What Help You Can Expect from Tarrant County Diversion Programs

By October 26, 2017Diversion Programs, FAIP, FODP

What Help You Can Expect from Tarrant County Diversion Programs

If you are charged with a crime, you probably expect the consequences to include jail, probation, expensive fines, a major disruption to your life, or a combination of all those things.

Here in Tarrant County, though, depending on the crime you have been accused of, you might be eligible to participate in a special diversion program that helps you avoid the typical criminal justice process.

Tarrant County’s diversion programs aim to rehabilitate the offender in order to correct the behavior and attitude that contributed to the original arrest. Upon successful completion of a diversion program, your criminal case can be dismissed, your criminal record can be expunged, and you can go back to living your life.

Let’s look at a few of the diversion programs that are available in our county.

Felony Alcohol Intervention Program (FAIP)

FAIP is for repeat, felony DWI offenders (two or more prior DWI convictions) who have an alcohol abuse problem. The intensively supervised program focuses on alcohol intervention, a specialized treatment plan, holding the individual accountable for their actions, and monitoring the offender’s progress on a weekly basis.

To be eligible for this program, you have to complete an application within 60 days of your case filing, be at least 17, and have no prior 3g convictions or pending cases.

Domestic Violence Diversion Program

The Domestic Violence Diversion Program addresses offenders who have committed part-on-partner domestic violence. To participate in the program, you cannot have any current or prior violations of protective order, stalking activity, open warrants, pending charges, or prior history of diversion. Additionally, you will need to commit to completing the program as well as receiving the consent of the victim in order to participate.

First Offender Drug Program (FODP)

If you are a first-time drug offender who has committed a specific drug crime, including possession of marijuana, controlled substance, or dangerous drug, you might be eligible for the FODP. This program is minimally supervised and gives the offender an opportunity to correct his or her own behavior. You will be required to attend a drug education or life skills class as well as submit to two urinalysis tests per month.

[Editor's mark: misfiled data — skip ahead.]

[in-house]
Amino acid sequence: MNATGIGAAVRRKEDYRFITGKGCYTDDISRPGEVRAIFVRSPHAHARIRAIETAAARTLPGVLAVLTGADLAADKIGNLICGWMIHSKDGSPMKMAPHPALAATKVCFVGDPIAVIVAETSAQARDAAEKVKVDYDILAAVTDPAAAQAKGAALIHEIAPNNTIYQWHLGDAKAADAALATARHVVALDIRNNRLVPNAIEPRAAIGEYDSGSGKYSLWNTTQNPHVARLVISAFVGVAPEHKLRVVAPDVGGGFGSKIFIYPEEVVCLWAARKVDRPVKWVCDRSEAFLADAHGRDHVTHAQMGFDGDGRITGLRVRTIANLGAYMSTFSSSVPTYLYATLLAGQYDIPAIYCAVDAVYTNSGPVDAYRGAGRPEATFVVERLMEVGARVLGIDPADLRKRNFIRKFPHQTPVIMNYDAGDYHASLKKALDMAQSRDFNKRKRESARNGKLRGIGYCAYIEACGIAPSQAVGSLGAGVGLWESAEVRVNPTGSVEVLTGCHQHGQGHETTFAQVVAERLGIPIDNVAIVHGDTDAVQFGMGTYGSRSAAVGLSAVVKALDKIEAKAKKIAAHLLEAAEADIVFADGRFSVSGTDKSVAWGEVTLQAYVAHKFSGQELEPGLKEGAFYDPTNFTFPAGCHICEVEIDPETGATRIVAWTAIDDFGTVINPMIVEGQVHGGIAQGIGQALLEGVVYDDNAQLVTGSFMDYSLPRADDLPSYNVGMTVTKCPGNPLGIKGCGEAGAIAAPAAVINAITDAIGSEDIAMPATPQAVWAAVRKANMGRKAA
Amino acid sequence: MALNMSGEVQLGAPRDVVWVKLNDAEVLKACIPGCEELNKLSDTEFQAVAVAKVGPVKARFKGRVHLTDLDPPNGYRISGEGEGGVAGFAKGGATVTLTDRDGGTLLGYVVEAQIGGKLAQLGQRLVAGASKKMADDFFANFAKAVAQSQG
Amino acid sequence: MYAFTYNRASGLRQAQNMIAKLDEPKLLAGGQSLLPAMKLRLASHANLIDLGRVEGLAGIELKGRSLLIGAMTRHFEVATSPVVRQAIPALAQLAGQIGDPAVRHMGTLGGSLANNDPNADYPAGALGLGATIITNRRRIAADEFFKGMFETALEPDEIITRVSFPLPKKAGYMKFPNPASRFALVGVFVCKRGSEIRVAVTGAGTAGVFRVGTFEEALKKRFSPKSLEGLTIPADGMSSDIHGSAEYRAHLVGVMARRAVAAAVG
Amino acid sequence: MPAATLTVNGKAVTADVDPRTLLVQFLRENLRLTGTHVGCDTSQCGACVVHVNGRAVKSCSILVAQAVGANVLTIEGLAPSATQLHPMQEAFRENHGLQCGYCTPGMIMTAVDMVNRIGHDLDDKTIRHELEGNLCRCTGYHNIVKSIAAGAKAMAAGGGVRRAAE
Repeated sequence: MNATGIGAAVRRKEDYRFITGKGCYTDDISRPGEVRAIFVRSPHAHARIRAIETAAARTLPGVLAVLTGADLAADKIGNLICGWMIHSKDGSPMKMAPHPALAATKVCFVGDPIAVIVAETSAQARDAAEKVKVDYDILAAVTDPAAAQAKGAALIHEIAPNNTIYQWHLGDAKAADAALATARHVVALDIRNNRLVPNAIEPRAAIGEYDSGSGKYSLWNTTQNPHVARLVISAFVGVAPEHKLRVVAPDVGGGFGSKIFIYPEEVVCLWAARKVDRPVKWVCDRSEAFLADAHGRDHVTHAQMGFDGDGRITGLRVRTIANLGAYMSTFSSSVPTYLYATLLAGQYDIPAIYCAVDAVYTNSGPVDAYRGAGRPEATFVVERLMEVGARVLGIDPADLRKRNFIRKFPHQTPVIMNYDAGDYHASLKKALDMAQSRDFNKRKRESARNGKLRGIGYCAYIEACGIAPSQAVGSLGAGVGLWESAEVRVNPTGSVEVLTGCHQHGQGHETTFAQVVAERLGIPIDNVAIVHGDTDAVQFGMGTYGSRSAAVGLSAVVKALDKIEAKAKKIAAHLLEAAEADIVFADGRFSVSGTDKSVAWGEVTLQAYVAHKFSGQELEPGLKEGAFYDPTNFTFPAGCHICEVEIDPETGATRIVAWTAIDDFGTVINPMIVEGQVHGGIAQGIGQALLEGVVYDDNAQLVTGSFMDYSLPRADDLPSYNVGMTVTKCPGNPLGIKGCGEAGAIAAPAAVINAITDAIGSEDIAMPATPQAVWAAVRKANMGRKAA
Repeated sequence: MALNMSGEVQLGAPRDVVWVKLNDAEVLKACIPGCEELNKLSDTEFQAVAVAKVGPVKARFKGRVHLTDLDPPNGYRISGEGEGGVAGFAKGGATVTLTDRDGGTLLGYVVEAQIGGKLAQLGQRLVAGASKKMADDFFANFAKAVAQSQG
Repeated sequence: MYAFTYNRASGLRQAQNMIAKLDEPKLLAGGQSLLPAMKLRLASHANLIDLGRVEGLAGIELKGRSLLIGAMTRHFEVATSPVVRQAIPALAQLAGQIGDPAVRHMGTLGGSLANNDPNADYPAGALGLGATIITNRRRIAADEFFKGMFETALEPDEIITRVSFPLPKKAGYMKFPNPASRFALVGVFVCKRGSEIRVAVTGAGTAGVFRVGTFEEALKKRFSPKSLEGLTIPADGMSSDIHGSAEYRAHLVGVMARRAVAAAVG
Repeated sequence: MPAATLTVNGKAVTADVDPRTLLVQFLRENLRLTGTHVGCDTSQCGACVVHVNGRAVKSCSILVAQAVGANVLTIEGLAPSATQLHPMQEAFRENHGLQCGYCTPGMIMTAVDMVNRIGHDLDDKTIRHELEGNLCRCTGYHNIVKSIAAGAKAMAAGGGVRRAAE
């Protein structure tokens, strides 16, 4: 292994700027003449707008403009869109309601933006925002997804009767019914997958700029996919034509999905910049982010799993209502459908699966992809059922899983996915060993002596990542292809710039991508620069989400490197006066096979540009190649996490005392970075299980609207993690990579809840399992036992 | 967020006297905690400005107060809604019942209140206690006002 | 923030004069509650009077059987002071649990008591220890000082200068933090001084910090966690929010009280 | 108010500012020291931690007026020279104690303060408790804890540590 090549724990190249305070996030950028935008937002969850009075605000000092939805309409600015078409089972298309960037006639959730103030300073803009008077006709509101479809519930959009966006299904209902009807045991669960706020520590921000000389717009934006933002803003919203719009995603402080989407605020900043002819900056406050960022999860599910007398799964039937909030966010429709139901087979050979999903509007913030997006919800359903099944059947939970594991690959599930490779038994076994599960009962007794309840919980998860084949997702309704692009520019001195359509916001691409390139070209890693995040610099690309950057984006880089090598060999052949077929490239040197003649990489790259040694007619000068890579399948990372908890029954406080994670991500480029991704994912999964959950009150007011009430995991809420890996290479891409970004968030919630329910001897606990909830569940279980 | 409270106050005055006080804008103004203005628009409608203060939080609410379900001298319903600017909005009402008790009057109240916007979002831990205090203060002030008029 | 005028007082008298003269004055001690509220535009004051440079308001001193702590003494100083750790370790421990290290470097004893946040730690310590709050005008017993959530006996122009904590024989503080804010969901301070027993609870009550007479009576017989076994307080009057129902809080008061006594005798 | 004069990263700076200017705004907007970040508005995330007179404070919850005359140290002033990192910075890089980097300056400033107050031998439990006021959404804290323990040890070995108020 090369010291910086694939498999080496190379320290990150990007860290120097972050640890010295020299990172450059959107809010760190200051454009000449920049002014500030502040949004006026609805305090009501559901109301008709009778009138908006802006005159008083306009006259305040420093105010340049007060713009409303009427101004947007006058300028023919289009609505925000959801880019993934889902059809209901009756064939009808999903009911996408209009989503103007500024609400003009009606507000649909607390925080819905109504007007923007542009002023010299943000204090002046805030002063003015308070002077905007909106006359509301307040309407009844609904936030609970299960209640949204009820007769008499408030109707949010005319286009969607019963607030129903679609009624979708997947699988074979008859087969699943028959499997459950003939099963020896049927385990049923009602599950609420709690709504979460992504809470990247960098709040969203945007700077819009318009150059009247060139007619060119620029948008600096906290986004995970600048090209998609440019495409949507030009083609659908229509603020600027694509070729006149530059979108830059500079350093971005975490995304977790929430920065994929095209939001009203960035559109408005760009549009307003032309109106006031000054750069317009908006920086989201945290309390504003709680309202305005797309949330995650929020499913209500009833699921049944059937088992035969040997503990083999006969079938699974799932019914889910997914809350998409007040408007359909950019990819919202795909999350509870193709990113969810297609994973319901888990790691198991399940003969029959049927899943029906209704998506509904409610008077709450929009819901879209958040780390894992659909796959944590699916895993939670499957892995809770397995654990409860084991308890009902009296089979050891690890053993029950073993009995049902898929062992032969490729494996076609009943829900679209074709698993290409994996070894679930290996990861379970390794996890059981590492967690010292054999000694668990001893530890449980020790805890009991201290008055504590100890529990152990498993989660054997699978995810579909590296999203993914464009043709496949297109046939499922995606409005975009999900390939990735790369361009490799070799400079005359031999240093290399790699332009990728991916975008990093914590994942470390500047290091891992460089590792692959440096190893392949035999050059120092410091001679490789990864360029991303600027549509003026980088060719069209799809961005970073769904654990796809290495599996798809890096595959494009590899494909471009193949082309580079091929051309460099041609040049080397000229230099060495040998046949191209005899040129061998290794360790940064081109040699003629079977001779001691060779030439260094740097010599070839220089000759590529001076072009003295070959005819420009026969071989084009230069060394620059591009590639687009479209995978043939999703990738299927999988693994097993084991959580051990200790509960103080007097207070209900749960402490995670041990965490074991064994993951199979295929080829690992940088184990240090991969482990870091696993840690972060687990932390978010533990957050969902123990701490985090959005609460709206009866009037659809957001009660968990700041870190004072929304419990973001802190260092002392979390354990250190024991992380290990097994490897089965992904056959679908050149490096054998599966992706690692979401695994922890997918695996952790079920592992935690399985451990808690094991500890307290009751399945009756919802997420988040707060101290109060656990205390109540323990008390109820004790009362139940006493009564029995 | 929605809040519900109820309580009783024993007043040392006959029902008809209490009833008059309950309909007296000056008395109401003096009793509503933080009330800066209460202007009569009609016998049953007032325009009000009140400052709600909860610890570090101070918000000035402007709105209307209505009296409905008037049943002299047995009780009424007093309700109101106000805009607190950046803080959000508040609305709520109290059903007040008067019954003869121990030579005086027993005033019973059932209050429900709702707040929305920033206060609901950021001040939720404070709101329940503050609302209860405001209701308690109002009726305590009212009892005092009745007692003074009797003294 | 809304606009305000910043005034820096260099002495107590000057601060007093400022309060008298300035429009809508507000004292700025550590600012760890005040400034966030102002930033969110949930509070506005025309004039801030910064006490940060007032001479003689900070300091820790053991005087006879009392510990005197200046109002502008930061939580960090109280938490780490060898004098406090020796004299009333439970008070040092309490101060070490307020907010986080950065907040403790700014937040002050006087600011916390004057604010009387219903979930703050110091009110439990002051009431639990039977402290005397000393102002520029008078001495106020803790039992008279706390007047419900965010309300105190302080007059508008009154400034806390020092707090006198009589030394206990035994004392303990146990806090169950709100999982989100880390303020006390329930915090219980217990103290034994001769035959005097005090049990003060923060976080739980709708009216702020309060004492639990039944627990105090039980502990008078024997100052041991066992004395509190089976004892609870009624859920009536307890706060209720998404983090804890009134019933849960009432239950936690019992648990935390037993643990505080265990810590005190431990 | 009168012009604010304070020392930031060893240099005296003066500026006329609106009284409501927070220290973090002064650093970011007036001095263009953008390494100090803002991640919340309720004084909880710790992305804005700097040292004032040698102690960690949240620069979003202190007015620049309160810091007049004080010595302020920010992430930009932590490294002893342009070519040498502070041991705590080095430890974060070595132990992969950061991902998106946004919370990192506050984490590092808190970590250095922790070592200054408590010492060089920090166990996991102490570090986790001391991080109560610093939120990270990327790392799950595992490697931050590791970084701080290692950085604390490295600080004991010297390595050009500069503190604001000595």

Youthful Offender Diversion Alternative (YODA) Program

The YODA program is for first-time, youthful offenders between the ages of 17 and 25 who are charged with assault against a “non-intimate family member.” A non-intimate family member is defined as a blood relative related by marriage or intimate relationship with another family member. The goal of the YODA program is to give the youthful offenders the opportunity to learn skills and solutions that will “help them move their lives away from future criminality and violence.”

Other Behavioral Intervention With Assault Non-Family (OBI WAN) Program

OBI WAN extends the YODA program to first-time, youthful offenders who are charged with assault against a non-family member. The goals of OBI WAN are similar to YODA and participants must be willing to make changes in their lives, adhere to the programs rules and policies, and attend counseling sessions.

Other diversion programs offered by Tarrant County are:

Tarrant County Diversion Programs

  • Mental Health Diversion Court Program for mentally impaired offenders;
  • Veterans Court Diversion Program for Justice Involved Veterans facing prosecution for a criminal case; and the
  • Reaching Independence through Self-Empowerment (RISE) Program for women who have histories of prostitution-related offenses.

If you have been charged with a crime and think one of these diversion programs might be for you, reach out to an experienced Ft. Worth criminal defense attorney who will discuss your case and determine the best way to proceed.


About the Author: 

Brandon Fulgham has an in-depth understanding of both Texas law and Texans themselves. Before practicing law here, he received his undergraduate degree from TCU, and his law degree from South Texas College of Law in Houston. After graduation, he worked in District Attorneys’ offices as a prosecutor, building cases designed to put people behind bars. Now, he uses that knowledge to protect the rights of people in and around Fort Worth, making sure they receive the strongest possible defense when they find themselves on the wrong side of the law. He has been recognized for his work by The National Trial Lawyers, Fort Worth Magazine, and others.